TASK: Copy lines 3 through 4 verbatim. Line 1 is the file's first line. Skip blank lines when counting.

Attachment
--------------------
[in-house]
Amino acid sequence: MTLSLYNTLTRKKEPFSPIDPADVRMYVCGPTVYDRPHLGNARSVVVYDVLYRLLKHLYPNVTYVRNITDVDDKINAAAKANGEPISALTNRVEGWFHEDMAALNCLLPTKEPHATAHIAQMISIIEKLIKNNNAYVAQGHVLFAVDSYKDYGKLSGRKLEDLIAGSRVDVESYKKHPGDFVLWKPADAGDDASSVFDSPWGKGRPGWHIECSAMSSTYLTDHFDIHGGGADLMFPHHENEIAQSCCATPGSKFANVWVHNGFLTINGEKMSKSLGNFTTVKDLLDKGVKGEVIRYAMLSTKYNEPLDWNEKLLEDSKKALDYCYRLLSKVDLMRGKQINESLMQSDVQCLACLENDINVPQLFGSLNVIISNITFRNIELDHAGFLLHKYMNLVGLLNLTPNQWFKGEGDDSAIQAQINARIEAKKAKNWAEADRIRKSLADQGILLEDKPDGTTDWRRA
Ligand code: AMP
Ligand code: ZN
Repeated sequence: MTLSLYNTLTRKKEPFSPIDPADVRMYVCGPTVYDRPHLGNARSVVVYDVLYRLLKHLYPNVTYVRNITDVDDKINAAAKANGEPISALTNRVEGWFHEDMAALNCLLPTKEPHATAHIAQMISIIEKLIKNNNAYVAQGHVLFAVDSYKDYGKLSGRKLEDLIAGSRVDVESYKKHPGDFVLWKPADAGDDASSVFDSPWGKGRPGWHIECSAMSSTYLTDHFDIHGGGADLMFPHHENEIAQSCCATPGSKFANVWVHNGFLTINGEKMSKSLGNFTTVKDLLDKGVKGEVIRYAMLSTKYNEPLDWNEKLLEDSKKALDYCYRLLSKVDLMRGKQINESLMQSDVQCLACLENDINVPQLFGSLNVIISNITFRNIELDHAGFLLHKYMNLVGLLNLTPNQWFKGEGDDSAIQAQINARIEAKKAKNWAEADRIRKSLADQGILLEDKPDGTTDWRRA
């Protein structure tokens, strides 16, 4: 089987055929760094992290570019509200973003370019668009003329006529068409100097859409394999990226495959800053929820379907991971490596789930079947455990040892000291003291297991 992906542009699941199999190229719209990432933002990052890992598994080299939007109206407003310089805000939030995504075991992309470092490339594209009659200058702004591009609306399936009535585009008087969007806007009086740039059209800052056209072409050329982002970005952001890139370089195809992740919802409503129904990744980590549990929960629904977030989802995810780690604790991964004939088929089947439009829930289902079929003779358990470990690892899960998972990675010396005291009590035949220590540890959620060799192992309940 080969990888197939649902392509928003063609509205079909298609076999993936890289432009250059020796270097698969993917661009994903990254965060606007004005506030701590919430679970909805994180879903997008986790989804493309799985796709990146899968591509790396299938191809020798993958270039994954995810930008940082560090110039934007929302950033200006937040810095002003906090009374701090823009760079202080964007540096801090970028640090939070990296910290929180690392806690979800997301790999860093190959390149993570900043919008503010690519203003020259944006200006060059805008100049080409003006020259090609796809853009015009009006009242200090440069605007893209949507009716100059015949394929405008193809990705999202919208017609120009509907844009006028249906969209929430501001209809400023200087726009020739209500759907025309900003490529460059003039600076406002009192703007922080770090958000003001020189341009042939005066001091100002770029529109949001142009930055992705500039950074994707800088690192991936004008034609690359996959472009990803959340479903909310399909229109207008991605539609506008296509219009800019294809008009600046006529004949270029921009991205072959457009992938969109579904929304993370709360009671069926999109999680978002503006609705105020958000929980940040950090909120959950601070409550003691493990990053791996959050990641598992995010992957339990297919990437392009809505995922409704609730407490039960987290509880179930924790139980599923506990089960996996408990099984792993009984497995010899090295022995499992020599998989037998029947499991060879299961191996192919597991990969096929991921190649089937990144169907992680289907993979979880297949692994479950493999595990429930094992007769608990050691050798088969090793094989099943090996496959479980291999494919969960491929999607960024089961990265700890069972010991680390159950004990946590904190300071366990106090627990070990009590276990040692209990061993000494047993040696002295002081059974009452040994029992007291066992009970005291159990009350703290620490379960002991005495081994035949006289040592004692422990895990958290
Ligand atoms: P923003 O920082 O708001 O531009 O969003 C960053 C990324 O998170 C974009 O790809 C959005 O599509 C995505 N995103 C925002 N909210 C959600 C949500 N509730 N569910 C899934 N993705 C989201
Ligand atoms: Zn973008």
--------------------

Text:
Ligand code: AMP
Ligand code: ZN